Their plans call for LNG Canada to prepare it for export to global markets by converting the gas to a liquefied state known as LNG. Coastal GasLink will not be producing or exporting LNG. The company says its only role is to ensure the safe transportation of natural gas.
TC Energy was selected by LNG Canada in 2012 to design, build, own and operate Coastal GasLink. Over the years, the company has received several approvals from the province of British Columbia’s Environmental Assessment Office and Oil and Gas Commission to proceed with pipeline construction, the latest being the Environmental Assessment Office’s approval of a five-year extension to the previously issued Environmental Assessment Certificate.
The company says “the approved Coastal GasLink route was determined by considering Indigenous, landowner and stakeholder input, the environment, archaeological and cultural values, land use compatibility, safety, constructability and economics.”
The indigenous people have managed to hold off Coastal GasLink’s pipeline construction efforts for years, and Monday’s solidarity actions are the latest in a series of indigenous-led stand-offs between resource extraction companies and the first stewards of the land.
The company behind the C$6.2 billion pipeline, Coastal GasLink, said it has the permission of elected tribal councils to build. But the hereditary chiefs of the Wet’suwet’en Nation refused to allow CoastalGasLink, which is owned by TC Energy, formerly TransCanada Energy, onto their land.
When the company said it has permission from Wet’suwet’en band councils to build the pipeline, the chiefs responded that they alone are entitled to permit such a project, and they did not do so.
Each Wet’suwet’en clan retains the right to control and occupy their territories because they never ceded the land to the Canadian government, the Unist’ot’en explained in a statement Monday.
“Under ‘Anuc niwh’it’en (Wet’suwet’en law) all five clans of the Wet’suwet’en have unanimously opposed all pipeline proposals and have not provided free, prior, and informed consent to Coastal Gaslink/TransCanada to do work on Wet’suwet’en lands,” said the chiefs in a statement.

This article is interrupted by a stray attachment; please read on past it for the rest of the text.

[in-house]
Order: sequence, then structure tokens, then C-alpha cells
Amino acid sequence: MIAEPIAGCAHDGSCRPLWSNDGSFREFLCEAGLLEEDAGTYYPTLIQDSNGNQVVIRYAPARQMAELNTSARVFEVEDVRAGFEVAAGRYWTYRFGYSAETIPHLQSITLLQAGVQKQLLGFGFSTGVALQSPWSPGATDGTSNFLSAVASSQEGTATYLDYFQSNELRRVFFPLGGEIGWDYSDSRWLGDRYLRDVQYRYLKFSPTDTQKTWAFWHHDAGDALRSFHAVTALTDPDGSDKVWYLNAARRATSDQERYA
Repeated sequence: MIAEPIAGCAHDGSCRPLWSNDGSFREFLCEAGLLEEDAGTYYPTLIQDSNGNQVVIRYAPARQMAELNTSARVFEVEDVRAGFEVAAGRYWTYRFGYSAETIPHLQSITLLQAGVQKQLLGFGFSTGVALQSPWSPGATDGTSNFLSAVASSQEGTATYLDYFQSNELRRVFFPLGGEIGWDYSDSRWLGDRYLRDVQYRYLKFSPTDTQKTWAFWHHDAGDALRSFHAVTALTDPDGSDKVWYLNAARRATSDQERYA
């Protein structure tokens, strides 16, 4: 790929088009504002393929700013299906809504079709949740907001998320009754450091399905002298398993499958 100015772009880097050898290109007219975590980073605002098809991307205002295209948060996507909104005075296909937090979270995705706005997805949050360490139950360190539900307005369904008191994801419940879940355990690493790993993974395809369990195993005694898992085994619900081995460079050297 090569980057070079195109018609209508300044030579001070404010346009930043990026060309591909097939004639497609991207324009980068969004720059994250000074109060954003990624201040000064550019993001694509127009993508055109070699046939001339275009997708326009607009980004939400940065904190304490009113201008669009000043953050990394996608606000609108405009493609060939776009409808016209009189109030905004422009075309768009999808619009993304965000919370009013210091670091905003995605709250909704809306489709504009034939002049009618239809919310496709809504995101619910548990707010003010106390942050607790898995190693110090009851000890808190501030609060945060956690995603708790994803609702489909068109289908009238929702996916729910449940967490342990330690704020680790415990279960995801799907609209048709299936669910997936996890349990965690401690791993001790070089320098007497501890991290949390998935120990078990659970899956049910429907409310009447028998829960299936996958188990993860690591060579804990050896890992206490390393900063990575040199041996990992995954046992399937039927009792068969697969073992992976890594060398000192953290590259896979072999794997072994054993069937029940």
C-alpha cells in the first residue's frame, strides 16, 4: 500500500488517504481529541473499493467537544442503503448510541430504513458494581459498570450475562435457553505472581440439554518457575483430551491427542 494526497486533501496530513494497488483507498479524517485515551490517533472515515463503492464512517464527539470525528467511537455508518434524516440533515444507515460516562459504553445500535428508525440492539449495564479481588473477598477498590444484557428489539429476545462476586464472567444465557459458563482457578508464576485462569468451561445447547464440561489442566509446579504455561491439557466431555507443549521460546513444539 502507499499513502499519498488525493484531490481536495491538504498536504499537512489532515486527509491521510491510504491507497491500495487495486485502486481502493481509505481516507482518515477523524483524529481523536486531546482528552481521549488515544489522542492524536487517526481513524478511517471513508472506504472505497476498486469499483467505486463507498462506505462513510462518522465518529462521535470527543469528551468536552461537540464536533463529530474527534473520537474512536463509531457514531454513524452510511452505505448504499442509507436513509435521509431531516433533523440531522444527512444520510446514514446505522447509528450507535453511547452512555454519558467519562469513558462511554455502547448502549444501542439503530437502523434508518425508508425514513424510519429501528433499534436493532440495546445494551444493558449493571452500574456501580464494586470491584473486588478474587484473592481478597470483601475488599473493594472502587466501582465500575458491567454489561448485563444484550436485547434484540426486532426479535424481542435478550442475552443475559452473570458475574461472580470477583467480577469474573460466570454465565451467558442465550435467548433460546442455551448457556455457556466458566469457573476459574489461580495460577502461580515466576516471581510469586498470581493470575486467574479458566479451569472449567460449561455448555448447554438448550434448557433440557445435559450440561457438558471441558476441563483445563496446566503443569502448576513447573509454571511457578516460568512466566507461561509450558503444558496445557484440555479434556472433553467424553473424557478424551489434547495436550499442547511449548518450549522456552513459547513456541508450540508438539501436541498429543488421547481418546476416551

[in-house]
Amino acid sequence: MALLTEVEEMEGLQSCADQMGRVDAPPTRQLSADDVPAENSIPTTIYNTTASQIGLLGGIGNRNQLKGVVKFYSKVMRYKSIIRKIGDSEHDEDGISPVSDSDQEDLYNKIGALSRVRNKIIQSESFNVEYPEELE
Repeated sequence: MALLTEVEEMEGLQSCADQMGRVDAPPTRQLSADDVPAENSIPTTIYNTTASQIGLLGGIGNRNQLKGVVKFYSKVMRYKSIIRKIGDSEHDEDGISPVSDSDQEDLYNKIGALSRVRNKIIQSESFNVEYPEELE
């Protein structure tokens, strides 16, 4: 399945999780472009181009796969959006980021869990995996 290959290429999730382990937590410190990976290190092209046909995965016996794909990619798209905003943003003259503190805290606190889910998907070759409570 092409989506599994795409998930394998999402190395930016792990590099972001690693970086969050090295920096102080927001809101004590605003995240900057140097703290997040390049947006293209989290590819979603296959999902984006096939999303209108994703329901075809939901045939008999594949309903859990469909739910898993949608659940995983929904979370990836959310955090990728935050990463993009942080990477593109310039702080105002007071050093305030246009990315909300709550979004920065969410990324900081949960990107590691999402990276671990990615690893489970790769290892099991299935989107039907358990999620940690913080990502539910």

Hereditary Chief Dsta’hyl said, “Wet’suwet’en will enforce the eviction of Coastal Gaslink with any means at their disposal.”
Although British Columbia introduced a bill to uphold the UN Declaration on the Rights of Indigenous Peoples during its 2019 legislative session, few believe that policymakers will actually consider the resolution given that it was Prime Minister Justin Trudeau’s administration that approved pipeline expansion in the first place, hoping to further develop Canada’s oil and gas export business.
The latest round of this conflict began on January 5 when Wet’suwet’en hereditary chiefs representing all five clans evicted Coastal GasLink from their territories, saying that CoastalGasLink does not have their consent to construct the C$6.6 billion fracked gas pipeline on unceded indigenous territories.
By February 2, the indigenous people were confronted with police taking over their community halls and airport hangars.
The province of British Columbia appears to be playing an active role on behalf of the pipeline company. A study released last November by the International Institute for Sustainable Development and the nonprofit Environmental Defence Canada found the province gave out at least C830 million in fossil fuel subsidies in the 2017-2018 fiscal year, and has amassed at least C$3.1 billion in outstanding royalty credits. These supports have been designed specifically to boost the province’s LNG sector, the vast majority of which is fracked gas.
But if LNG expansion goes as planned, it will not be possible for the province to meet its emissions reductions targets, contradicting the climate leadership that Premier John Horgan and his New Democrat-Green coalition government have promised.